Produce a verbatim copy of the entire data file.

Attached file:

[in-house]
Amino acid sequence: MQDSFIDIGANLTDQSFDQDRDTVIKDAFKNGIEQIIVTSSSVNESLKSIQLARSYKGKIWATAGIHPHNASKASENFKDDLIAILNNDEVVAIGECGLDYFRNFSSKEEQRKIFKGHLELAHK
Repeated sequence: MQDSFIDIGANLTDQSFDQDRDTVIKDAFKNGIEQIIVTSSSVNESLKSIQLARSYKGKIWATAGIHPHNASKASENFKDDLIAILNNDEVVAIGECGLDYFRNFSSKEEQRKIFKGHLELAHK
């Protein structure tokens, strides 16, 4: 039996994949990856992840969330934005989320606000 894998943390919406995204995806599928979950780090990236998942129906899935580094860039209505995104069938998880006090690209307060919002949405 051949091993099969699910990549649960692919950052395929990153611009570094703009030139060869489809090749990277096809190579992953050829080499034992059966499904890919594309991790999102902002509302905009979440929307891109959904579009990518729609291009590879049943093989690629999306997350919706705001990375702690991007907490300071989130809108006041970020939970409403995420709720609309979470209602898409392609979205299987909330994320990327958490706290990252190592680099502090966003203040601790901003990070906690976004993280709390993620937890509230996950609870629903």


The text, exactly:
[in-house]
Amino acid sequence: MQDSFIDIGANLTDQSFDQDRDTVIKDAFKNGIEQIIVTSSSVNESLKSIQLARSYKGKIWATAGIHPHNASKASENFKDDLIAILNNDEVVAIGECGLDYFRNFSSKEEQRKIFKGHLELAHK
Repeated sequence: MQDSFIDIGANLTDQSFDQDRDTVIKDAFKNGIEQIIVTSSSVNESLKSIQLARSYKGKIWATAGIHPHNASKASENFKDDLIAILNNDEVVAIGECGLDYFRNFSSKEEQRKIFKGHLELAHK
């Protein structure tokens, strides 16, 4: 039996994949990856992840969330934005989320606000 894998943390919406995204995806599928979950780090990236998942129906899935580094860039209505995104069938998880006090690209307060919002949405 051949091993099969699910990549649960692919950052395929990153611009570094703009030139060869489809090749990277096809190579992953050829080499034992059966499904890919594309991790999102902002509302905009979440929307891109959904579009990518729609291009590879049943093989690629999306997350919706705001990375702690991007907490300071989130809108006041970020939970409403995420709720609309979470209602898409392609979205299987909330994320990327958490706290990252190592680099502090966003203040601790901003990070906690976004993280709390993620937890509230996950609870629903």